Let me clue you all in on a little secret: Europeans can spot an American from a mile away. It was a complete shock to me when I was clued-in to their not-so-stealthy detection method. It’s not about the color of our skin, or even our accents (we sound like a lot of Canadians!); rather, it’s the way we dress and act.
Photo from www.memecenter.com
First of all, European men dress totally different than American ones. On average, Americans are uber casual “cazjh”. In the evenings, you will never ever see Europeans dress in shorts. I don’t care if it is 90 degrees and humid. When the sun sets, men cover their knees. Period. Sandals with linen slacks, black pants, or even khakis are totally acceptable. But shorts? That is a major fashion crime and a complete no-no.
Secondly, in the daytime, you will never, ever see Europeans (both men and women) sporting shorts and sneakers. Shorts are completely acceptable and totally fine to wear under the scorching summer sun, but paired only with flip-flops, strappy sandals, or loafers. Nowadays when I see someone wearing khaki shorts, socks and sneakers, I inwardly tsk-tsk and shake my head.
But the teeny-tiny fashion faux pas are not what have caught me off-guard about Americans traveling abroad. I really couldn’t care less if American men wear shorts and baseball caps to a nightclub and charged double the price for a beer as their price for coming from a wealthy nation and demanding to speak English wherever they go.
I was more surprised to learn this other tidbit of information about our young, amazing American culture. We always carry to-go cups. My knee-jerk reaction was to stick up for my American roots. Then I realized, maybe she’s right?
Photo from www.houseofadrene.com
In Cyprus, our children go to a private British school known for its academic rigor. This particular school attracted an international mix of families on the island: locals (Cypriot), British, Russian, Eastern European, Turkish, Israeli, Iranian, Arab, and yes, American. Actually, there were only 3 American families. It is such a remote island in the far eastern Mediterranean seas, that we were so genuinely happy to find one another. We often stand around and chat after the morning drop off or before the afternoon pick-up.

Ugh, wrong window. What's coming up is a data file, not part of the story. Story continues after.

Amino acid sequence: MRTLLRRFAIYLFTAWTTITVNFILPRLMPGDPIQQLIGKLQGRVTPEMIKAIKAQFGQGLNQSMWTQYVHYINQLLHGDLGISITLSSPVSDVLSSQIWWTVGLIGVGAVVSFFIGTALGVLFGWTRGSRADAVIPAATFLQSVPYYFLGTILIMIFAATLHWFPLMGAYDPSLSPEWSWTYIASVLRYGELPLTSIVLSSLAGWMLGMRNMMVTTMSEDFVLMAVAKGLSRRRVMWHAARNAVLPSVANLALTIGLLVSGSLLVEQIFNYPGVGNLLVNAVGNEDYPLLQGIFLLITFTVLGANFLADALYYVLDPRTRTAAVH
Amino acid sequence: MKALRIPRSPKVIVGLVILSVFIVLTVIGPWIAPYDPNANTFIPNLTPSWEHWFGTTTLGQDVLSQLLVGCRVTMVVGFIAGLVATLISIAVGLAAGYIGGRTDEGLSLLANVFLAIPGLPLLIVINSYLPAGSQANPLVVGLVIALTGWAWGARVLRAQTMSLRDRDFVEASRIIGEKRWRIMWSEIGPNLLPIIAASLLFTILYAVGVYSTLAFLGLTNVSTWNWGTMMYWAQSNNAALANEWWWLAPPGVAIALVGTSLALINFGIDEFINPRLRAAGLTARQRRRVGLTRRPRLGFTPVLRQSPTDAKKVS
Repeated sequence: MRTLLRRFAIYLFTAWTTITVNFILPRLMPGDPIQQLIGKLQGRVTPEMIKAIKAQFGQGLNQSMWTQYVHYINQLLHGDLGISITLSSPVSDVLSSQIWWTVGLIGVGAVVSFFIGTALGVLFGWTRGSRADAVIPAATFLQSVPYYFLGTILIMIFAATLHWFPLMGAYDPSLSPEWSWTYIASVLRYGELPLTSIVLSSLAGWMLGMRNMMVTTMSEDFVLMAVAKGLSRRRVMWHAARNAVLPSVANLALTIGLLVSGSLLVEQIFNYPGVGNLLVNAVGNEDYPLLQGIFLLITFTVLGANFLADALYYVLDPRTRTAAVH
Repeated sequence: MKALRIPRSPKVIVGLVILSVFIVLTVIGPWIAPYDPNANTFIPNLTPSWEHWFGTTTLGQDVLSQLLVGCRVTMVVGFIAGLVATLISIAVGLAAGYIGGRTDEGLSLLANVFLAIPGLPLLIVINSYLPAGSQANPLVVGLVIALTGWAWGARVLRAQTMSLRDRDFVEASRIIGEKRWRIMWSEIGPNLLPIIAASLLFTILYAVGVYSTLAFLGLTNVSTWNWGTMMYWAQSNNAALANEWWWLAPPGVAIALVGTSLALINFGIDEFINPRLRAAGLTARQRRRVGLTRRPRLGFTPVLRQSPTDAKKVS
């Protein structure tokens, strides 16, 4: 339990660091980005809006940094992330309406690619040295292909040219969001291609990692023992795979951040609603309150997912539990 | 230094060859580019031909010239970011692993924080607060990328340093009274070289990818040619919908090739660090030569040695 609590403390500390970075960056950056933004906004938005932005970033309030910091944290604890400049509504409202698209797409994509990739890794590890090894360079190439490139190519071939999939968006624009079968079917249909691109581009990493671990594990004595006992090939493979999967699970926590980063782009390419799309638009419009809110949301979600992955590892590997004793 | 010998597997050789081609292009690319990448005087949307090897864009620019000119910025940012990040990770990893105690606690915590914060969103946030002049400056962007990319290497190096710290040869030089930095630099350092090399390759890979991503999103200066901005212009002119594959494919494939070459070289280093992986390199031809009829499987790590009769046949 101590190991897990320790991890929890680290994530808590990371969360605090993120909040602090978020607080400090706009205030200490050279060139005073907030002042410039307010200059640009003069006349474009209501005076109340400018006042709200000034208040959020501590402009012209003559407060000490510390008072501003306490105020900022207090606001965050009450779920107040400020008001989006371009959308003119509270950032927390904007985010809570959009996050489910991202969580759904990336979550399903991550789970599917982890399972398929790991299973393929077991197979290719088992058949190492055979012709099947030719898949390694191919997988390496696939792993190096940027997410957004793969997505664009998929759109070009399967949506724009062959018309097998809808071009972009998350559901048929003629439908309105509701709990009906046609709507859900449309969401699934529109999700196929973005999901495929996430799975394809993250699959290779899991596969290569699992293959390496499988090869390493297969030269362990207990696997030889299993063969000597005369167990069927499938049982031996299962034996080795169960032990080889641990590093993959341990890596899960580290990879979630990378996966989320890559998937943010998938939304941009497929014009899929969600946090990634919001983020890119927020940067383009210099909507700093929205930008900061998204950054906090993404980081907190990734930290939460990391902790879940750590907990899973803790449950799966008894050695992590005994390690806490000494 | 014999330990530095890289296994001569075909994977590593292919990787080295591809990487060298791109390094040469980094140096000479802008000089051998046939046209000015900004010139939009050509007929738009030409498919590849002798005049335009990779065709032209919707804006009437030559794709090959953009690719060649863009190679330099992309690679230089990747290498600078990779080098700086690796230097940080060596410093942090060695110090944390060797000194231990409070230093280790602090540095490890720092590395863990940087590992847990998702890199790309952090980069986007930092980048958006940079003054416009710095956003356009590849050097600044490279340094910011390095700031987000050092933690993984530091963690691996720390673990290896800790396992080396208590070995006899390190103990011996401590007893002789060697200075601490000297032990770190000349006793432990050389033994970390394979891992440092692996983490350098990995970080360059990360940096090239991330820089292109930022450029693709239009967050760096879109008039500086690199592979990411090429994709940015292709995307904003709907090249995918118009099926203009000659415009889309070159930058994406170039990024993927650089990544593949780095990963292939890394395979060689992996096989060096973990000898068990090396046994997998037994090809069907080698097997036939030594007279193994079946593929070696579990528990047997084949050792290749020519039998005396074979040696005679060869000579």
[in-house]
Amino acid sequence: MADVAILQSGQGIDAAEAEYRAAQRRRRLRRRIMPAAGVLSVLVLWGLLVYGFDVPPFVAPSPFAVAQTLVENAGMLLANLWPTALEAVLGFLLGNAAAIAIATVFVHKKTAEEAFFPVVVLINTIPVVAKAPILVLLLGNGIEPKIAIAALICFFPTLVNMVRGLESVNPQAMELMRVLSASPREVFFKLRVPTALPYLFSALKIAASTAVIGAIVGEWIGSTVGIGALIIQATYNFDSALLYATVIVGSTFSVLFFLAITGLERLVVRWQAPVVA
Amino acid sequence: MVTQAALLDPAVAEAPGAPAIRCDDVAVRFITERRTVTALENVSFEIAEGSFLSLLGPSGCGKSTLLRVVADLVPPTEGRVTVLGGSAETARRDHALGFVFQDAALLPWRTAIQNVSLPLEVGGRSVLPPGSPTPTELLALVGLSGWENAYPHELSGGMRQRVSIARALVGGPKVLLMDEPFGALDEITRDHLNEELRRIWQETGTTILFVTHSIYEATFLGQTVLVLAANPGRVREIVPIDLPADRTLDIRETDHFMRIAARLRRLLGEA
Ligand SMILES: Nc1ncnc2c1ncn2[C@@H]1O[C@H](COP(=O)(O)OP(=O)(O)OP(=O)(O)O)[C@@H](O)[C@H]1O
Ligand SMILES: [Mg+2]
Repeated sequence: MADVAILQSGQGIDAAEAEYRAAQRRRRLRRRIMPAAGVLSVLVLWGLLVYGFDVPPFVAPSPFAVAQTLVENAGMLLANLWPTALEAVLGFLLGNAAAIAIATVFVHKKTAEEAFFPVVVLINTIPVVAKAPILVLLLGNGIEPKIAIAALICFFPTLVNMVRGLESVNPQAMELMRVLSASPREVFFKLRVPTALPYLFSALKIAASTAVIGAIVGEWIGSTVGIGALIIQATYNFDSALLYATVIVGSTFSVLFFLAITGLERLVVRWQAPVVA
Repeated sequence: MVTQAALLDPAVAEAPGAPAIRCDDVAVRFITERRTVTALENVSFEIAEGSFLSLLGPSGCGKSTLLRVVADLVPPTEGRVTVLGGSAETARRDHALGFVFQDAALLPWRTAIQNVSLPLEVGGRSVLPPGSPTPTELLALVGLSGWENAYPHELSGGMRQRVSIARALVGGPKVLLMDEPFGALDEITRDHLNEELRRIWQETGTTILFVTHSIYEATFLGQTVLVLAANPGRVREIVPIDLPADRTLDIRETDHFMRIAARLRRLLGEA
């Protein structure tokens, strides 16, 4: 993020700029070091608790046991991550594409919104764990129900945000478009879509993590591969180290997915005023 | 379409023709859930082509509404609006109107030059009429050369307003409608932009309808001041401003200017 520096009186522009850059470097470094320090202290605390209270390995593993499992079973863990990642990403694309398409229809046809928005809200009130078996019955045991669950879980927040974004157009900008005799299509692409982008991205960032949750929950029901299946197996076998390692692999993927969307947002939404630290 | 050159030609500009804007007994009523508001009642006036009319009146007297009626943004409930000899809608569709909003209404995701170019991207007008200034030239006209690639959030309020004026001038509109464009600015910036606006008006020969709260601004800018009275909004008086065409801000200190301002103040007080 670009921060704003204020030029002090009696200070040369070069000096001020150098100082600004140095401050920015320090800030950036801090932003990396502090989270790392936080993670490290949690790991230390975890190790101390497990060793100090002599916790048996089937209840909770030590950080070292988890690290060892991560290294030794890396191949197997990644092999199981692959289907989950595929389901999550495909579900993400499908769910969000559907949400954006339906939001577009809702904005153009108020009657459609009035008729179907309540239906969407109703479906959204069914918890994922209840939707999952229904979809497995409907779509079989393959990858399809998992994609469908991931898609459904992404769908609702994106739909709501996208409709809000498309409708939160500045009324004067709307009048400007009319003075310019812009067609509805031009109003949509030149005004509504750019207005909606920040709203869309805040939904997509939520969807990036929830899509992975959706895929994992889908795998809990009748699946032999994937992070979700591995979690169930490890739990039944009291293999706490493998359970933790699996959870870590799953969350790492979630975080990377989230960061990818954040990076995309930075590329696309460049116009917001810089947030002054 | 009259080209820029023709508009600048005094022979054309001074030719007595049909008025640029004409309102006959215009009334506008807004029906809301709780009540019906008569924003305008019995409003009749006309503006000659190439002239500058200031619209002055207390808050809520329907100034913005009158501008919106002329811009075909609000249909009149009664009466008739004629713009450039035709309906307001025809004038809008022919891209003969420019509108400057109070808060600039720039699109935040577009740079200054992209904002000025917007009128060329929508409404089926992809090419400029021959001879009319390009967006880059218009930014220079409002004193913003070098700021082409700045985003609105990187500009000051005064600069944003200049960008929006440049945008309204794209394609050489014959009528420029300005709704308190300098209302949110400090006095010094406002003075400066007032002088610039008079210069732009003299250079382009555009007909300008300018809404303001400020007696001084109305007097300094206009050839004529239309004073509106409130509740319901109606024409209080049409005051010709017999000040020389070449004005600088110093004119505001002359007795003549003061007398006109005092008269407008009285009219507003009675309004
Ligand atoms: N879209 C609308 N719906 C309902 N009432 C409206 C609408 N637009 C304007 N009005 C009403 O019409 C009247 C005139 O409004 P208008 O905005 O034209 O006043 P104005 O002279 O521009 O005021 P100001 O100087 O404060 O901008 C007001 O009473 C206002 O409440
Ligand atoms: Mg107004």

My family is slightly unique: my husband is Cypriot and I am American. Additionally, of all the “new” Americans on the island, I have been on the island for the longest. I also learned the language and adopted the culture. My current social circle straddle both Americans/Brits and locals alike. Recently, one unassuming morning after we dropped off our children and the morning bell had rung, a Cypriot friend and I stood chatting. She cocked one perfectly manicured eyebrow and said, “why are those American parents always in a rush?” I glance over and spot our American friends standing around in a circle chatting and laughing in the sunshine, much as my Cypriot friend and I were doing. I was confused. They didn’t appear to be in a rush. However, my friend noticed one thing that I had not: each and every American parent (both moms and dads alike) were carrying a to-go coffee mug. It was such a common sight; one my eye wasn’t trained to see. But she explained it perfectly: Americans are always on the go. Even when we live on an idyllic Mediterranean island, we are not accustomed to sitting down and enjoying a leisurely cup of coffee, unless it is for a purpose. Generally, we meet for a coffee to discuss business, or to catch up with an old friend. Usually, it is scheduled and it is for a precise amount of time (30 minutes or 1 hour). Or, how about lunch? “Let’s lunch” is a slogan back home, right? And “lunching” is now for work (relaxed method to discuss strategy), networking, and a chance to meet single guys/girls (www.itsjustlunch.com). The point being: there seems to always be a purpose for Americans to meet. Rarely, do we Americans sit and meet just to kick back and relax. We relax on vacation, not at home, and definitely not during the workweek.
Starbucks in Cyprus serves its coffee only in ceramic mugs. In fact, all coffee shops only serve in ceramic mugs. They must hire a dishwasher. Or, on a totally different discussion: consider the environmental consequence of using reusable ceramic versus disposable paper cups?
In Europe, we want to sit down, enjoy a cup of jo, drag on cigarettes (not me personally. It’s a total yuck, but still totally acceptable here), relax, or the other National favorite pastime: people watch. Only within this last year have I seen one (seriously, just one!) coffee shop offer to-go paper cups for those who want to enjoy their coffee on the run.
Photo from www.gofrance.about.com
Wouldn’t you like to look as happy as like this French couple? Wouldn’t it be easy to say “put down your mobile phones and connect with loved ones and you’ll be as happy as them”? Obviously, it’s not quite as simple as that. But, we could take a step closer by trying to make less appointments and just showing up and being present.
So some food for thought: perhaps we can spend less time scheduling meetings, coffees and lunches, and spend more time with impromptu, sit down, old-fashioned, curbside people watching. Or grab a good book, or a good friend, and a cup of coffee: no planning or coordinating. Stop off at a friend’s house and just connect.
Don’t get me wrong: I still carry a to-go mug from time to time. But every time I reach for it, I remember my Cypriot friend who made me aware of my American tendencies to not sit back, relax and enjoy a cup of coffee in solace or in company. And what’s the purpose of life if we are constantly running from one meeting to another?
Any other ideas on how we can connect? Or how you spot an American overseas? I’d love to hear from you.
Discover your Inner Aphrodite . . .